Heart health is a concern for many people. Fortunately, there are many types of foods that can help you keep a healthy heart. Eating the right foods can reduce the risk for heart problems such as stroke, heart attack and heart failure. To help protect your heart, you should focus your diet on nutrient-dense, whole foods.
However, to help protect your reproductive health, It is equally important to avoid foods that make your ED worse.
Fruits and Vegetables
Fruits and vegetables are among the most healthful foods you can eat. They are packed with essential vitamins, minerals and plant compounds. Studies have found that increasing your intake of fruits and vegetables can help protect against coronary heart disease and stroke. Eating five or more servings per day may cut the risk of heart attack, stroke and other heart-related illnesses.
Nuts and Seeds
Nuts and seeds are generally considered heart-healthy options. They’re high in healthy fats, fiber, protein and plant compounds. Studies have shown that eating nuts and seeds may reduce levels of “bad” cholesterol (LDL) and increase levels of “good” cholesterol (HDL). Eating nuts and seeds in place of other less healthy snacks may help protect against heart disease.
Whole grains are a heart-healthy choice. They’re packed with fiber, vitamins, minerals and other beneficial compounds. Eating whole grains has been linked to a lower risk of heart attack, stroke, type 2 diabetes and other chronic diseases. Examples of whole grains include oats, barley, quinoa, brown rice and whole-wheat bread.
Fish is a great food for heart health. It’s packed with heart-healthy omega-3 fatty acids. Eating fish regularly has been linked to lower levels of “bad” cholesterol, reduced inflammation and improved heart function. The American Heart Association recommends consuming two servings of fatty fish per week. Examples include salmon, mackerel, sardines and herring.
Legumes, such as beans, peas and lentils, are another heart-healthy option. They are high in fiber, protein, vitamins and minerals. Eating legumes has been linked to lower levels of “bad” cholesterol and decreased risk for heart disease.
Extra Virgin Olive Oil
Extra-virgin olive oil (EVOO) is an excellent source of heart-healthy fats. Studies suggest that it may reduce the risk of stroke, heart attack and other cardiovascular problems. Opt for extra-virgin olive oil, as it has higher levels of beneficial compounds.
Avocados are a popular source of heart-healthy fats. Studies suggest that they may reduce levels of “bad” cholesterol and increase levels of “good” cholesterol. Eating avocados may also reduce inflammation and improve blood vessel function.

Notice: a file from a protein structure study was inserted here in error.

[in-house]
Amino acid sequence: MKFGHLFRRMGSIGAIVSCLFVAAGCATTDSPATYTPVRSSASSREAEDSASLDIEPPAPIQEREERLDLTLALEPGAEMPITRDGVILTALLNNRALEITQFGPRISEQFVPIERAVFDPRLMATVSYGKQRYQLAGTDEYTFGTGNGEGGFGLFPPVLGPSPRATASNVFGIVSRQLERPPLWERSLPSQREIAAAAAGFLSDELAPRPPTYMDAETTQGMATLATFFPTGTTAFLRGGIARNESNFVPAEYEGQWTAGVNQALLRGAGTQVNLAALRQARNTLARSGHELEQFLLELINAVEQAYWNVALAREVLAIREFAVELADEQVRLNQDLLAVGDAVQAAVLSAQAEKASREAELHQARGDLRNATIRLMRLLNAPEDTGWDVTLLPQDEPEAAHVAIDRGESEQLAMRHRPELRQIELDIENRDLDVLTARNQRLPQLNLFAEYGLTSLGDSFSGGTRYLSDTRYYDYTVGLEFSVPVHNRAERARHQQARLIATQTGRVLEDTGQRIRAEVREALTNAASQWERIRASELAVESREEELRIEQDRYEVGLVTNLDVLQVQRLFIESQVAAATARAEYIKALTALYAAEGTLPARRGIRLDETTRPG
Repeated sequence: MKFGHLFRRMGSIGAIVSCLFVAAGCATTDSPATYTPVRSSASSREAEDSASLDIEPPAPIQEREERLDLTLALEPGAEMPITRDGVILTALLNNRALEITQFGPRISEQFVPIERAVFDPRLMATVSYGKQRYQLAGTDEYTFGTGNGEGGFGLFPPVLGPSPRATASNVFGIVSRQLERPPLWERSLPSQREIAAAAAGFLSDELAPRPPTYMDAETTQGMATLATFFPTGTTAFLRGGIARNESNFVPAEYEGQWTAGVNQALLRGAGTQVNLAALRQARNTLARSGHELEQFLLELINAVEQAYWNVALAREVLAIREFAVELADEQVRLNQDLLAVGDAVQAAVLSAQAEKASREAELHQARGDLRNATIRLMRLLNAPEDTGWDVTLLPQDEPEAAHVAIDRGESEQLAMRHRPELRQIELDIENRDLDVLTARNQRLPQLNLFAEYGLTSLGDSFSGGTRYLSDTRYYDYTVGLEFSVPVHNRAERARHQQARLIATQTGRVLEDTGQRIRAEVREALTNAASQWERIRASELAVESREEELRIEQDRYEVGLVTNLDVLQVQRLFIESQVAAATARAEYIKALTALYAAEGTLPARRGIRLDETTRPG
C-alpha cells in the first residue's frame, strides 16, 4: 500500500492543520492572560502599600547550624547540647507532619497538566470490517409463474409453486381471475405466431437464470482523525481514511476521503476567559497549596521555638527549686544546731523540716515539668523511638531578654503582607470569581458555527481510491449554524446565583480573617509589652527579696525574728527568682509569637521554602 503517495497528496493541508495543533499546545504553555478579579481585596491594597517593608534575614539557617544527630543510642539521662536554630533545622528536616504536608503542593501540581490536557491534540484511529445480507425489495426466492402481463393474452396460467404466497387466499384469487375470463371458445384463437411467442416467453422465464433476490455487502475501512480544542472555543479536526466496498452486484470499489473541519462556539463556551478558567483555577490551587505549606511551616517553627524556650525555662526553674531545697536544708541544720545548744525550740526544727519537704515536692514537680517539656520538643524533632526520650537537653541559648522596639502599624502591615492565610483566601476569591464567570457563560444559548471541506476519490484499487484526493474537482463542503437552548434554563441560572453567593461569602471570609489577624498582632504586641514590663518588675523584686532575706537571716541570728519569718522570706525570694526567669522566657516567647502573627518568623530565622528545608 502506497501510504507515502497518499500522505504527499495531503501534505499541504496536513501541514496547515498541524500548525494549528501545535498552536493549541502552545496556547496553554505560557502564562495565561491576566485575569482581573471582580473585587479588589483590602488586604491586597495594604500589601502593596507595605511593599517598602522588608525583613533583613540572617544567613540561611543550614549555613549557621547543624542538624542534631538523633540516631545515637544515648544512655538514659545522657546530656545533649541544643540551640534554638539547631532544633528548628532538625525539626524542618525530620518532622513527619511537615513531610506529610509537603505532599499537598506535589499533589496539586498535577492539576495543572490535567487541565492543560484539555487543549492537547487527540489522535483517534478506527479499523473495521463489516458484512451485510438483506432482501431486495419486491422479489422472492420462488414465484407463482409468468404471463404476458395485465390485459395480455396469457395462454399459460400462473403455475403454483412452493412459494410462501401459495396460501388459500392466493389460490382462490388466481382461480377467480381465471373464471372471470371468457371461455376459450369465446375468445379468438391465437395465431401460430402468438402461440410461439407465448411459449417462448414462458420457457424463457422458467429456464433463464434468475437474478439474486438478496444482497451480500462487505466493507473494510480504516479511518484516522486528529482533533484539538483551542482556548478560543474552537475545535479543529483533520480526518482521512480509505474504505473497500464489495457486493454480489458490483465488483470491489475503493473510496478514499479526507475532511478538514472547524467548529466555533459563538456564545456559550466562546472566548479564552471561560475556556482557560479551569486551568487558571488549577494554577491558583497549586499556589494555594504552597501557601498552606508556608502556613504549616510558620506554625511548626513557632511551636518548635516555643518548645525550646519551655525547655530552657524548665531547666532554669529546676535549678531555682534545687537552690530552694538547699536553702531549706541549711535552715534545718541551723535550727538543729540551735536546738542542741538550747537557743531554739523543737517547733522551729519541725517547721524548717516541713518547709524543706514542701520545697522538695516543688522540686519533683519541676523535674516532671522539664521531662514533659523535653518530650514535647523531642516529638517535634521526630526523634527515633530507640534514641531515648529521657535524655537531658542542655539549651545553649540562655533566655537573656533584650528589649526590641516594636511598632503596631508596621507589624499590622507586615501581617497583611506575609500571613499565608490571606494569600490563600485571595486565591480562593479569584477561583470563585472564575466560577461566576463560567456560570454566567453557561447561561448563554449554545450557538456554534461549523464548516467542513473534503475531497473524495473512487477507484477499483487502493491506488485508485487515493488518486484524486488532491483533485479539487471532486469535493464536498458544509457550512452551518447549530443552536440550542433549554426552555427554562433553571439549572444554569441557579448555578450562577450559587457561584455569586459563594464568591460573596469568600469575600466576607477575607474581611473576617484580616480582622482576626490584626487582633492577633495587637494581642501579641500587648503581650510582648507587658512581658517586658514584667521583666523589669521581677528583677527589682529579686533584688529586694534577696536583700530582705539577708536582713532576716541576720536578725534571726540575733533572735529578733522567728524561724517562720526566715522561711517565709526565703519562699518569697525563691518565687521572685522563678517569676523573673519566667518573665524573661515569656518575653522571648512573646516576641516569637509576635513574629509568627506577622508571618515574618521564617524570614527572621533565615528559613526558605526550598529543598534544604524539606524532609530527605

Dark chocolate is a great snack for heart health. It’s high in beneficial plant compounds and contains small amounts of heart-healthy fats and fiber. Studies suggest that dark chocolate may reduce levels of “bad” cholesterol and improve blood vessel function. Choose dark chocolate that is at least 70% cocoa.
Green tea is an excellent beverage for heart health. It contains plant compounds called catechins, which have been linked to lower levels of “bad” cholesterol and improved heart function. To get the most benefit, drink 2–3 cups of unsweetened green tea daily.
Turmeric is a bright yellow spice with anti-inflammatory properties. Studies have found that it may reduce levels of “bad” cholesterol and increase levels of “good” cholesterol. Turmeric can be added to smoothies, curries, stir-fries and other cooked dishes.
Garlic is packed with beneficial plant compounds. Studies suggest that it may reduce levels of “bad” cholesterol and boost levels of “good” cholesterol. Garlic can be added to dressings, sauces, soups and other cooked dishes.
These are some of the best foods for keeping a healthy heart. Focus your diet on nutrient-dense, whole foods and include these foods in your diet to help protect against heart disease. Along with a healthy diet, regular exercise and not smoking is important for a healthy heart and overall health.
best practices for a healthy heart
- Exercise regularly: Aim to get at least 150 minutes of moderate aerobic exercise, such as brisk walking, swimming, or biking, every week.
- Eat a Heart-Healthy Diet: Include plenty of fruits, vegetables, whole grains, lean proteins and healthy fats in your diet. Limit salt and sugar, and avoid processed and high-fat foods.
- Control your blood pressure: High blood pressure is a major risk factor for heart disease. Check your blood pressure regularly, and aim to keep it within a healthy range.
- Manage your cholesterol: High cholesterol levels increase your risk of heart disease. Have your cholesterol checked regularly by your doctor, and ask if any lifestyle changes can help reduce your levels.
- Quit smoking: Smoking is a major risk factor for heart disease, so if you smoke, make a plan to quit.
- Limit alcohol: Limit your alcohol intake. Men should limit themselves to two drinks per day, and women should limit themselves to one drink per day.
- Reduce stress levels: Stress is linked to an increased risk of heart disease. Make sure you’re taking time out of your day to relax and unwind to help manage stress.